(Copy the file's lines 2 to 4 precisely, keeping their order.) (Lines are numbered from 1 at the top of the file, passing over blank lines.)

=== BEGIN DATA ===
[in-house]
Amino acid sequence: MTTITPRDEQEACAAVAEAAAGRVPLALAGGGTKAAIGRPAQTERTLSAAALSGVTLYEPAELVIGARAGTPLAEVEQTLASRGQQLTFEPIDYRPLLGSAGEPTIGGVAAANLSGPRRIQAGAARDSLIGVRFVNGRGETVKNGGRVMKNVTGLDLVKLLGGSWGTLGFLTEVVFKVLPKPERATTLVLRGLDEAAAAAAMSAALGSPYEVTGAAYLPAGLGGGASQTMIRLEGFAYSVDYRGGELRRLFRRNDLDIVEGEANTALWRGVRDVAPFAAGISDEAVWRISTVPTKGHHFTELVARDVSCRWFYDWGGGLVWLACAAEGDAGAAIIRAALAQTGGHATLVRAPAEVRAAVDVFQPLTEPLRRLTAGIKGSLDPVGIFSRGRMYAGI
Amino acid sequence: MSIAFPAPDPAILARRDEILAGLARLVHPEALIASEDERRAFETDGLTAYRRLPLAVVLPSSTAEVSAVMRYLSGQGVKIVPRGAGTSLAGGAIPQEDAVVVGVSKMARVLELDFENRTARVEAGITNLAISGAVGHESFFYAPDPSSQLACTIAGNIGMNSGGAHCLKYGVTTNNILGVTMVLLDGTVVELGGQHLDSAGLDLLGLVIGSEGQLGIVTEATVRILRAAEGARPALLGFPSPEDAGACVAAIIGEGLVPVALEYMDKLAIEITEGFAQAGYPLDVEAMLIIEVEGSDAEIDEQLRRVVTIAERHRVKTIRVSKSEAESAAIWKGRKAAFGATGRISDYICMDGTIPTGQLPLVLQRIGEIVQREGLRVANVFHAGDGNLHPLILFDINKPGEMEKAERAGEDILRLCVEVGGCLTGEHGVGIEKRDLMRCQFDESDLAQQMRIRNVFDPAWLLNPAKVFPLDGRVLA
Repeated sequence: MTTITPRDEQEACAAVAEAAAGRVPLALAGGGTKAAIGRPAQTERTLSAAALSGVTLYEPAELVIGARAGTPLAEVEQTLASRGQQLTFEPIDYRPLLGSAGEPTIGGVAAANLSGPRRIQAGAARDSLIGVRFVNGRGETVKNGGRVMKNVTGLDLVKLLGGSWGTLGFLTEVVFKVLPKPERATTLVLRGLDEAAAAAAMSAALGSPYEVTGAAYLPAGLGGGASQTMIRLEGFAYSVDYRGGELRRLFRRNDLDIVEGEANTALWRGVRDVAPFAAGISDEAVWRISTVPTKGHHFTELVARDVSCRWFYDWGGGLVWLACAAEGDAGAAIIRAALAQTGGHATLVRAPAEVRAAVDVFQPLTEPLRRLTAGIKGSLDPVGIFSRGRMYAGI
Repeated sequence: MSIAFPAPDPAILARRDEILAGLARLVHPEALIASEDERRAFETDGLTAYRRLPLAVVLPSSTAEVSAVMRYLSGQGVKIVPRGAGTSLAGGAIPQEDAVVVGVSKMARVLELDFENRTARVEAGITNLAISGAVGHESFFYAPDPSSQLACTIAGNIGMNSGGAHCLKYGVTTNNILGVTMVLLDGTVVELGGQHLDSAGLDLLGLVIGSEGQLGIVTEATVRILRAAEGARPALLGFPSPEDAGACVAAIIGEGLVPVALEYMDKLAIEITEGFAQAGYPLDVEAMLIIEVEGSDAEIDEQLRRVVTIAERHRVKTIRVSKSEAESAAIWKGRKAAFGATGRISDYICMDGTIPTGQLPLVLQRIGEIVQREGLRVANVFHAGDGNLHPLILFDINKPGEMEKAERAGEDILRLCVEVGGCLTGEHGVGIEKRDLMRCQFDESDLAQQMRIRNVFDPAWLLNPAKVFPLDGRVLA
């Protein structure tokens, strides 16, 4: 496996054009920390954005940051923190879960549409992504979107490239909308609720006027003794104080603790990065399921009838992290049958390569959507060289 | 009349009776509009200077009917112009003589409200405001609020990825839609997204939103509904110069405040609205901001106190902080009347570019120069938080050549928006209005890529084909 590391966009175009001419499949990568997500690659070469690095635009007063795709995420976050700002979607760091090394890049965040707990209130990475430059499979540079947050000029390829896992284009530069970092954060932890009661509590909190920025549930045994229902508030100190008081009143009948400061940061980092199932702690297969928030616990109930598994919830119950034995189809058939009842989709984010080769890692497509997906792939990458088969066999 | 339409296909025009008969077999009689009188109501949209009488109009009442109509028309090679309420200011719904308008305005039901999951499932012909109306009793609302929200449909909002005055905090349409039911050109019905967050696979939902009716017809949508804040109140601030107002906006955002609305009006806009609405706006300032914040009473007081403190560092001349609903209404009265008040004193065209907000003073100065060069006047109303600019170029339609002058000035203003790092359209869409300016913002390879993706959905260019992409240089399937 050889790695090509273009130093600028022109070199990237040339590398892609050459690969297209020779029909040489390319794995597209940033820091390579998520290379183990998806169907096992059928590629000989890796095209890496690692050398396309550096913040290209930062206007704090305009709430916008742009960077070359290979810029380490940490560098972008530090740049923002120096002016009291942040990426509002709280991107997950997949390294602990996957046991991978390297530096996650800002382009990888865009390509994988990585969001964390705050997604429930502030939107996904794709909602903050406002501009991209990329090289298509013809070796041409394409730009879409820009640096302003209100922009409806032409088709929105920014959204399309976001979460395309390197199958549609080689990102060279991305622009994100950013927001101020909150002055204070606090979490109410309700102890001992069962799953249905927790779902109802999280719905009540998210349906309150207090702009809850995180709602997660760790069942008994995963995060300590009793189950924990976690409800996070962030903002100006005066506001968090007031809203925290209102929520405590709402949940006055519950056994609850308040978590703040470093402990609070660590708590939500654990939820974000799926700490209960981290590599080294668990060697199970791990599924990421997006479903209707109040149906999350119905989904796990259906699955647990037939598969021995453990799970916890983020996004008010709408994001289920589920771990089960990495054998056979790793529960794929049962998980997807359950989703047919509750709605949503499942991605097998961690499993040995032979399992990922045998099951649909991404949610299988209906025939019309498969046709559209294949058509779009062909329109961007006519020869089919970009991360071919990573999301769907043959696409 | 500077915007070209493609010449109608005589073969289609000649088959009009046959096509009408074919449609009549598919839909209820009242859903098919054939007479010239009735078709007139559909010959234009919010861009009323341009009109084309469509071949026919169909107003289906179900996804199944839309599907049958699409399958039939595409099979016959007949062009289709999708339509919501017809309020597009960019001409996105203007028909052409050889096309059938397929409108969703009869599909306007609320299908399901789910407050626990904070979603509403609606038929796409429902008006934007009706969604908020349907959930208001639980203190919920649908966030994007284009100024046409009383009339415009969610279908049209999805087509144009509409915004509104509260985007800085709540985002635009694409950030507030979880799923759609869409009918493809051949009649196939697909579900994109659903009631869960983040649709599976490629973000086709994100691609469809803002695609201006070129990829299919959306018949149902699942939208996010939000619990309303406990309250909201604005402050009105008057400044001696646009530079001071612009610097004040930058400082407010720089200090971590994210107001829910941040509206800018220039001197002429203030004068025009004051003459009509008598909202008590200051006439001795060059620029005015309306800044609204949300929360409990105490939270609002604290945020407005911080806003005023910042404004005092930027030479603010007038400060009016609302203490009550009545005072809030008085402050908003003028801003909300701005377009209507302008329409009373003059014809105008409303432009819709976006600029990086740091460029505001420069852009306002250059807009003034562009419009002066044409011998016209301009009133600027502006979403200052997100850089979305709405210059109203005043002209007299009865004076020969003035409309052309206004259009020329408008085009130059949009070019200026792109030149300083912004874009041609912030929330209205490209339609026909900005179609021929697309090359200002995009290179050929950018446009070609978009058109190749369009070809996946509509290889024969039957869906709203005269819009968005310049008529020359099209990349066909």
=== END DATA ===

Amino acid sequence: MTTITPRDEQEACAAVAEAAAGRVPLALAGGGTKAAIGRPAQTERTLSAAALSGVTLYEPAELVIGARAGTPLAEVEQTLASRGQQLTFEPIDYRPLLGSAGEPTIGGVAAANLSGPRRIQAGAARDSLIGVRFVNGRGETVKNGGRVMKNVTGLDLVKLLGGSWGTLGFLTEVVFKVLPKPERATTLVLRGLDEAAAAAAMSAALGSPYEVTGAAYLPAGLGGGASQTMIRLEGFAYSVDYRGGELRRLFRRNDLDIVEGEANTALWRGVRDVAPFAAGISDEAVWRISTVPTKGHHFTELVARDVSCRWFYDWGGGLVWLACAAEGDAGAAIIRAALAQTGGHATLVRAPAEVRAAVDVFQPLTEPLRRLTAGIKGSLDPVGIFSRGRMYAGI
Amino acid sequence: MSIAFPAPDPAILARRDEILAGLARLVHPEALIASEDERRAFETDGLTAYRRLPLAVVLPSSTAEVSAVMRYLSGQGVKIVPRGAGTSLAGGAIPQEDAVVVGVSKMARVLELDFENRTARVEAGITNLAISGAVGHESFFYAPDPSSQLACTIAGNIGMNSGGAHCLKYGVTTNNILGVTMVLLDGTVVELGGQHLDSAGLDLLGLVIGSEGQLGIVTEATVRILRAAEGARPALLGFPSPEDAGACVAAIIGEGLVPVALEYMDKLAIEITEGFAQAGYPLDVEAMLIIEVEGSDAEIDEQLRRVVTIAERHRVKTIRVSKSEAESAAIWKGRKAAFGATGRISDYICMDGTIPTGQLPLVLQRIGEIVQREGLRVANVFHAGDGNLHPLILFDINKPGEMEKAERAGEDILRLCVEVGGCLTGEHGVGIEKRDLMRCQFDESDLAQQMRIRNVFDPAWLLNPAKVFPLDGRVLA
Repeated sequence: MTTITPRDEQEACAAVAEAAAGRVPLALAGGGTKAAIGRPAQTERTLSAAALSGVTLYEPAELVIGARAGTPLAEVEQTLASRGQQLTFEPIDYRPLLGSAGEPTIGGVAAANLSGPRRIQAGAARDSLIGVRFVNGRGETVKNGGRVMKNVTGLDLVKLLGGSWGTLGFLTEVVFKVLPKPERATTLVLRGLDEAAAAAAMSAALGSPYEVTGAAYLPAGLGGGASQTMIRLEGFAYSVDYRGGELRRLFRRNDLDIVEGEANTALWRGVRDVAPFAAGISDEAVWRISTVPTKGHHFTELVARDVSCRWFYDWGGGLVWLACAAEGDAGAAIIRAALAQTGGHATLVRAPAEVRAAVDVFQPLTEPLRRLTAGIKGSLDPVGIFSRGRMYAGI